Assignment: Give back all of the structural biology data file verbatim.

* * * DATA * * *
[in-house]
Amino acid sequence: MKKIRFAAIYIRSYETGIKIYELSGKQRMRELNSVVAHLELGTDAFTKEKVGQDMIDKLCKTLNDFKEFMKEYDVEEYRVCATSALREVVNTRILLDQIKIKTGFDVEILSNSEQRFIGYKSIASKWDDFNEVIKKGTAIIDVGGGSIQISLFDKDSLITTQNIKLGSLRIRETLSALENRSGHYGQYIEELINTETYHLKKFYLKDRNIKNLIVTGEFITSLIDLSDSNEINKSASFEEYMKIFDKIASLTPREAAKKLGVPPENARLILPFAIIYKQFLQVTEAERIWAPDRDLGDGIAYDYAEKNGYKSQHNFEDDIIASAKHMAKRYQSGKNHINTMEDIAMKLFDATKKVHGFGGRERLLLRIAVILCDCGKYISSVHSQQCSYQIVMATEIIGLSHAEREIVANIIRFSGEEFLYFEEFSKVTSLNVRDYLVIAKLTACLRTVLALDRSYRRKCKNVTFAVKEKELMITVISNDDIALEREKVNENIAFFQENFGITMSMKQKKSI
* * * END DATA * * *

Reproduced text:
[in-house]
Amino acid sequence: MKKIRFAAIYIRSYETGIKIYELSGKQRMRELNSVVAHLELGTDAFTKEKVGQDMIDKLCKTLNDFKEFMKEYDVEEYRVCATSALREVVNTRILLDQIKIKTGFDVEILSNSEQRFIGYKSIASKWDDFNEVIKKGTAIIDVGGGSIQISLFDKDSLITTQNIKLGSLRIRETLSALENRSGHYGQYIEELINTETYHLKKFYLKDRNIKNLIVTGEFITSLIDLSDSNEINKSASFEEYMKIFDKIASLTPREAAKKLGVPPENARLILPFAIIYKQFLQVTEAERIWAPDRDLGDGIAYDYAEKNGYKSQHNFEDDIIASAKHMAKRYQSGKNHINTMEDIAMKLFDATKKVHGFGGRERLLLRIAVILCDCGKYISSVHSQQCSYQIVMATEIIGLSHAEREIVANIIRFSGEEFLYFEEFSKVTSLNVRDYLVIAKLTACLRTVLALDRSYRRKCKNVTFAVKEKELMITVISNDDIALEREKVNENIAFFQENFGITMSMKQKKSI